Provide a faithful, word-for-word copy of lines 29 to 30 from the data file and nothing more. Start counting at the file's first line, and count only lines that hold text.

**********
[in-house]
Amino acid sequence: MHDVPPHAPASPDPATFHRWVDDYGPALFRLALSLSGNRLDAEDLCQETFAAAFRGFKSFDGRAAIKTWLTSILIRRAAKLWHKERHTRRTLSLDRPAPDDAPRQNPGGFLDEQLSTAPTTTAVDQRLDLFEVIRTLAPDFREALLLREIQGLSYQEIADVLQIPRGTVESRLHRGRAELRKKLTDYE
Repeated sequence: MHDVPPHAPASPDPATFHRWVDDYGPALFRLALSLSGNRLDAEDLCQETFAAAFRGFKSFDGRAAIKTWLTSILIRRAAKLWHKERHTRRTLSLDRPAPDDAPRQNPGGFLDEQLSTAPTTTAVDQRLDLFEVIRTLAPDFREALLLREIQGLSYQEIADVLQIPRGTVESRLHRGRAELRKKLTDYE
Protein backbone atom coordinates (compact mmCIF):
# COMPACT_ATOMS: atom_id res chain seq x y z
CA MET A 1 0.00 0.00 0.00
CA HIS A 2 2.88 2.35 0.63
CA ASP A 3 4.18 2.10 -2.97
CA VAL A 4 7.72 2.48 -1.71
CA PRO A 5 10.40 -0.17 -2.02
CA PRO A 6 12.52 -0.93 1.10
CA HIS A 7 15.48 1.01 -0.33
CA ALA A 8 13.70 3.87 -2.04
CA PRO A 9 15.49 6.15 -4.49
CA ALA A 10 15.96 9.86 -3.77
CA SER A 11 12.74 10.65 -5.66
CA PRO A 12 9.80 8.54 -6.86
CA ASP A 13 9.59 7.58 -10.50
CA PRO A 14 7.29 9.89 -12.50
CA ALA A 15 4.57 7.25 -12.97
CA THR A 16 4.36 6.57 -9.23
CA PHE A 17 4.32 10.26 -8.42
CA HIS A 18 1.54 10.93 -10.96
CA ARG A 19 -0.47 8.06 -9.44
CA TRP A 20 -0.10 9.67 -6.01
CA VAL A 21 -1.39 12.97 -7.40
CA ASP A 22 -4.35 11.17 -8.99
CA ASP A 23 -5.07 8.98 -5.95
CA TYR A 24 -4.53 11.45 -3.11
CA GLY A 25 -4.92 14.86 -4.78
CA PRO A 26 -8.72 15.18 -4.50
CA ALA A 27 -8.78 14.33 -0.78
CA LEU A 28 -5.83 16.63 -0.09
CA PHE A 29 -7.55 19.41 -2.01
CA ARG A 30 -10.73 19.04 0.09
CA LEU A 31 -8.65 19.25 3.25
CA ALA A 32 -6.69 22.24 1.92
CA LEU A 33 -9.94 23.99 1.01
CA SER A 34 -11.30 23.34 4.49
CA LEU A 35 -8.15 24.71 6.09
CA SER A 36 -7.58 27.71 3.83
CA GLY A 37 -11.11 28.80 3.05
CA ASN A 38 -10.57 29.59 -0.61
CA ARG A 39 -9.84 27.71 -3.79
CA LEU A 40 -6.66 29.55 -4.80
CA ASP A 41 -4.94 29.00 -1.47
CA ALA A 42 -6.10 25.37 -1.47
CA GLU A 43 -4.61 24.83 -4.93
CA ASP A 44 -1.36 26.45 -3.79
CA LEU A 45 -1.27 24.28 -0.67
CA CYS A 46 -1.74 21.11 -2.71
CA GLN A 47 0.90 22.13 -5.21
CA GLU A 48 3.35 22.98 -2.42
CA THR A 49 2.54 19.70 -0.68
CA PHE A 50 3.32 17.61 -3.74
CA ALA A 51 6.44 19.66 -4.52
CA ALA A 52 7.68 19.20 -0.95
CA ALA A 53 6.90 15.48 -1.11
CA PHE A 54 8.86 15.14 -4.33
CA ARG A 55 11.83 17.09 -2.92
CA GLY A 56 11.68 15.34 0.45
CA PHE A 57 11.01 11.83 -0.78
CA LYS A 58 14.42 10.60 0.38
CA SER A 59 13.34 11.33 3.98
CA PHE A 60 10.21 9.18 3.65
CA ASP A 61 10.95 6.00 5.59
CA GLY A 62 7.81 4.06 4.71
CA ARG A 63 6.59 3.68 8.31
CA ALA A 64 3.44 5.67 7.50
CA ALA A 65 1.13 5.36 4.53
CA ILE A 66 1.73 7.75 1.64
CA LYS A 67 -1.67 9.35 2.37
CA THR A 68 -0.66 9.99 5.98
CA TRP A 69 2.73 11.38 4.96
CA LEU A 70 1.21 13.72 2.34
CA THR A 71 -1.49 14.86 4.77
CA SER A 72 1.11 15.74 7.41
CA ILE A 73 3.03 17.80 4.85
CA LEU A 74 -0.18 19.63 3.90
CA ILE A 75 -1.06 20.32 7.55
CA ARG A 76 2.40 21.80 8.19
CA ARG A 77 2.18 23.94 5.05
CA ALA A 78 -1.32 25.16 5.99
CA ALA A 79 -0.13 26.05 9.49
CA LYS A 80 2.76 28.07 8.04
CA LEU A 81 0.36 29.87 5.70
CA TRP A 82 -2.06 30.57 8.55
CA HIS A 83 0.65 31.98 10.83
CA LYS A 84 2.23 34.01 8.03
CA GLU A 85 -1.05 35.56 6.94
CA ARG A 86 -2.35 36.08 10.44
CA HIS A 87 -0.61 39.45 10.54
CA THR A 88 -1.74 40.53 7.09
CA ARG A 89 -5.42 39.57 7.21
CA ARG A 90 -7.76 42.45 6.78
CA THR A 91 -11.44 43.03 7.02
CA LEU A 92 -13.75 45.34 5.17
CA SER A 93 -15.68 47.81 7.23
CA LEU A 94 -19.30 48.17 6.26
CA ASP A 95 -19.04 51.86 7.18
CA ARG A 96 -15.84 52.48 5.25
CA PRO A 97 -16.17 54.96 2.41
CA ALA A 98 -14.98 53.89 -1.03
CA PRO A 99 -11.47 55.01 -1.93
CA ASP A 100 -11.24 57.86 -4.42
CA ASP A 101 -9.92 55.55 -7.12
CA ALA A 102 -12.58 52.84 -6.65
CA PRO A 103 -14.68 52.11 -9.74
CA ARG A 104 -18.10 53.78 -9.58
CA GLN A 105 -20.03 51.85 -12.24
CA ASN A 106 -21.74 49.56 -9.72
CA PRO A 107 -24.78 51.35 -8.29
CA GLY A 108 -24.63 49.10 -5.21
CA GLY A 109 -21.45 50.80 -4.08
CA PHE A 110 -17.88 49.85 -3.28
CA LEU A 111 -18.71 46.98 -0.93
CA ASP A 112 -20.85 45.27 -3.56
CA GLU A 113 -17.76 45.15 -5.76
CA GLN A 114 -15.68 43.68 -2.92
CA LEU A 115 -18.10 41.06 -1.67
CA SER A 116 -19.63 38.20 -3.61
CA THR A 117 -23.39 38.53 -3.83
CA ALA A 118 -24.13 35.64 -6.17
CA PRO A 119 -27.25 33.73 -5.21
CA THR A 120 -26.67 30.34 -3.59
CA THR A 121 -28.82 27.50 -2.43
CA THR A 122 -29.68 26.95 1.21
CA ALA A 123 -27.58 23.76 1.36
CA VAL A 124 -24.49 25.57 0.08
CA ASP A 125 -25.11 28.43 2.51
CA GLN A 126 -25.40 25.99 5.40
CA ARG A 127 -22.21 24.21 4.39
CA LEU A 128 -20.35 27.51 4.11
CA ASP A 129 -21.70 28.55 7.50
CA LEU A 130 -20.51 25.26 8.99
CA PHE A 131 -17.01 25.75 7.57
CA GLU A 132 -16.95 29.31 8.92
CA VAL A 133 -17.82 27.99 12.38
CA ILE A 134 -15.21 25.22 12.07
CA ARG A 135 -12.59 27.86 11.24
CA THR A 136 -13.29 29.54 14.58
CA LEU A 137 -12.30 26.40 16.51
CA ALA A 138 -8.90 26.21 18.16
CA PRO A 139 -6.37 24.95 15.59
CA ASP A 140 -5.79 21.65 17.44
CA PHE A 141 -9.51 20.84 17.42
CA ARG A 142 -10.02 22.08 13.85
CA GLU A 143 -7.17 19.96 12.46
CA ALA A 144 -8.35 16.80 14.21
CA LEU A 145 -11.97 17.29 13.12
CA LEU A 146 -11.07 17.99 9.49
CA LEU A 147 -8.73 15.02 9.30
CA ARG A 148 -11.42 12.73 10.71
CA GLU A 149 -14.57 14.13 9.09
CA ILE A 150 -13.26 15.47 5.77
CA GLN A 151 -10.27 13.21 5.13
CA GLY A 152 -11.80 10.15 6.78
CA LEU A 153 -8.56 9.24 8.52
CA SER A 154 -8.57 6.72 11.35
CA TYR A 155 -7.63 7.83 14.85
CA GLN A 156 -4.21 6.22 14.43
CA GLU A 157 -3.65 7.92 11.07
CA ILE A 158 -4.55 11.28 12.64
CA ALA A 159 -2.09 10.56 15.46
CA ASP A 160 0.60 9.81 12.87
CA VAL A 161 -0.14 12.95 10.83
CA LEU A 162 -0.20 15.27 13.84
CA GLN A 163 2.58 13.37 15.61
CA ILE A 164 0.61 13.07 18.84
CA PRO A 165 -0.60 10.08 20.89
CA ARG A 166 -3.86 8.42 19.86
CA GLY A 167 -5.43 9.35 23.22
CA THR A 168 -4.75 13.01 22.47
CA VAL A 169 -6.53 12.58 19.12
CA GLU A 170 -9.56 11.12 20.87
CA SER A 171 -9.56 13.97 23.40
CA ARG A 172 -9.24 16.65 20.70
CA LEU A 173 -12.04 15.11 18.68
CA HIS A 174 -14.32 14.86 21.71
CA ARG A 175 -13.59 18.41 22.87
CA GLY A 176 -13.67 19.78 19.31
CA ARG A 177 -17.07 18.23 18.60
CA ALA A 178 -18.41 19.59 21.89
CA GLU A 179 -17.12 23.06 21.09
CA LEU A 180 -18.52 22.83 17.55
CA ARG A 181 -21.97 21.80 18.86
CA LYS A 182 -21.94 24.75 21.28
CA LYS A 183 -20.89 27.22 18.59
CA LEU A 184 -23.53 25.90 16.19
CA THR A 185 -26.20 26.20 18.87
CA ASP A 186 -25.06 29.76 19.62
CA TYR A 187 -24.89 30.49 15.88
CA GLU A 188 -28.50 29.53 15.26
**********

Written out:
CA TYR A 24 -4.53 11.45 -3.11
CA GLY A 25 -4.92 14.86 -4.78